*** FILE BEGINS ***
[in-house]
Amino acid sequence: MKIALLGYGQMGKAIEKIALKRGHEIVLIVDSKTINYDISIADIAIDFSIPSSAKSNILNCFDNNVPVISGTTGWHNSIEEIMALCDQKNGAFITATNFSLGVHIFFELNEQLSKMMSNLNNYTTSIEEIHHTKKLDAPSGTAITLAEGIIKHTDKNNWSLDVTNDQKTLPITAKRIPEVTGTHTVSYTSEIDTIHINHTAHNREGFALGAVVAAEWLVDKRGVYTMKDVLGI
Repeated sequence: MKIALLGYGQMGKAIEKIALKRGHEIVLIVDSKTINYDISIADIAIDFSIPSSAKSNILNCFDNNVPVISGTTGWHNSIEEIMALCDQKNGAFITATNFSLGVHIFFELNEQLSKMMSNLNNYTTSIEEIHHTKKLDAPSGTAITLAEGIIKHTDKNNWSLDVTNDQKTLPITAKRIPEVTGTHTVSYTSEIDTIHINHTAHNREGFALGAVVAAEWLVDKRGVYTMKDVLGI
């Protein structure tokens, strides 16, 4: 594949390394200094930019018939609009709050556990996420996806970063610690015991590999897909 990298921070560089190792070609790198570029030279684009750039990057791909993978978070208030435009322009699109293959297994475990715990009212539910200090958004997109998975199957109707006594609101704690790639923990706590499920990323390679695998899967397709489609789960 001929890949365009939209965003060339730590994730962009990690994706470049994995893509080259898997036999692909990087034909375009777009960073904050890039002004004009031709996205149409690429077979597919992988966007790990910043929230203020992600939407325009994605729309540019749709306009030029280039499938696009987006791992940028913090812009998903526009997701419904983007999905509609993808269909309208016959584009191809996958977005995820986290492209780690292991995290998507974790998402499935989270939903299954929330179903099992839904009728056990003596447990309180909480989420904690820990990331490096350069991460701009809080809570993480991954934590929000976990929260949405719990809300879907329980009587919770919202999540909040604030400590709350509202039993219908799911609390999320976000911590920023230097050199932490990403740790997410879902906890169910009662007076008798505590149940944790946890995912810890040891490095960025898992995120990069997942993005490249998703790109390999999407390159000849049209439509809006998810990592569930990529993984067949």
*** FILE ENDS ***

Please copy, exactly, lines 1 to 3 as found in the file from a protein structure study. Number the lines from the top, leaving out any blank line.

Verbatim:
[in-house]
Amino acid sequence: MKIALLGYGQMGKAIEKIALKRGHEIVLIVDSKTINYDISIADIAIDFSIPSSAKSNILNCFDNNVPVISGTTGWHNSIEEIMALCDQKNGAFITATNFSLGVHIFFELNEQLSKMMSNLNNYTTSIEEIHHTKKLDAPSGTAITLAEGIIKHTDKNNWSLDVTNDQKTLPITAKRIPEVTGTHTVSYTSEIDTIHINHTAHNREGFALGAVVAAEWLVDKRGVYTMKDVLGI
Repeated sequence: MKIALLGYGQMGKAIEKIALKRGHEIVLIVDSKTINYDISIADIAIDFSIPSSAKSNILNCFDNNVPVISGTTGWHNSIEEIMALCDQKNGAFITATNFSLGVHIFFELNEQLSKMMSNLNNYTTSIEEIHHTKKLDAPSGTAITLAEGIIKHTDKNNWSLDVTNDQKTLPITAKRIPEVTGTHTVSYTSEIDTIHINHTAHNREGFALGAVVAAEWLVDKRGVYTMKDVLGI